Tag Archives: book to film

Film of the Book: The Circle


I couldn’t find a good trailer for ‘The Circle’ which I didn’t think was too spoilery, this is the best for that but watch with caution!

Read my review of the book ‘The Circle’ 

I noticed The Circle on netflix shortly after finishing the book. It has some big names in it; Emma Watson, Tom Hanks, Karen Gillan, Beck. I’m not one to watch films because of who they have in them, but I thought ‘The Circle’ could make a good film, and I thought popular actors wouldn’t want to be in it if it was no good.

When it came down to it I actually wanted to write this post because they completely butchered it, in fact I was shocked to find that Eggers had a hand in writing the script because they changed so much and left so much out. The end itself was completely changed, whilst other bits were more simplified. I didn’t think the simplification was a good thing, but I can see why it was done because you always have to cut things for films and it made things gel better. I also think it made things less muddy though. With the book it was hard to tell right from wrong, and there was a fine line between ideas which seemed good and what felt controlling or invasive, with the film that change came a lot quicker and the line was much easier to see.

One of the big problems I had was with Mercer. He was more or less pushed aside in the film. We didn’t really get to see his view point, he just seemed much more of a stick in the mud, and a bit of a loner. We saw closer to Mae’s view of him which she showed in the book, but their relationship wasn’t the same so it was really hard to see how important or not he was.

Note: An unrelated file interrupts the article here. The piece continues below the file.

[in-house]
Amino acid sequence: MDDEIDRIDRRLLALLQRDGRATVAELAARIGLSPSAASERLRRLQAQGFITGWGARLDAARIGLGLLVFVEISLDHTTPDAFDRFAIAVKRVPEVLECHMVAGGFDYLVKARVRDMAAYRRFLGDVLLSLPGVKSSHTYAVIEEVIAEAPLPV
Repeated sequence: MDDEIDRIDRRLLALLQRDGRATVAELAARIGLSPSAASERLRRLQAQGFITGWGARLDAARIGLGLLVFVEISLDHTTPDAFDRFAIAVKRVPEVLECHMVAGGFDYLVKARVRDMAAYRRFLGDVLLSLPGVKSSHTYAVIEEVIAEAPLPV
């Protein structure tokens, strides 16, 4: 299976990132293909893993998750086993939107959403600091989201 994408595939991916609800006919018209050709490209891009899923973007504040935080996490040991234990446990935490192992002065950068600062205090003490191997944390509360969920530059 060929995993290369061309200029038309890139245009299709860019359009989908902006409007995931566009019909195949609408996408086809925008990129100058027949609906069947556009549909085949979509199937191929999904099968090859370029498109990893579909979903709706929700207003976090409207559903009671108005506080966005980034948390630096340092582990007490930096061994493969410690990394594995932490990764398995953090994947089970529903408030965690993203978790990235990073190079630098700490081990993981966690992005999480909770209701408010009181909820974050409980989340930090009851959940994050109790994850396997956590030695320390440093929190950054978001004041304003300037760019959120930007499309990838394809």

From this point on there will be spoilers for the film and book.

One other thing was that Mae was very much more seeming to be with ‘The Circle’ in the film. A large part of this was because her relationships were stripped down. Her relationship with Francis was completely cut from the film, and whilst I can sort of see why, I think it added depth to Mae’s character, especially when she found that Francis was broadcasting their sexual encounters. Plus that incident showed how transparency isn’t always a good thing, people need private moments.

The other big relationship change was Mae’s relationship with Ty. In the book Mae didn’t know who Ty was until late on, and his goals and thoughts were often unclear to her. In the film he introduces himself as Ty, and immediately shows his feelings towards what’s going on in The Circle. I can’t see at all why Ty would do this to someone he didn’t know, whereas when Mae didn’t know who he was or what he was about he could figure her out before revealing anything.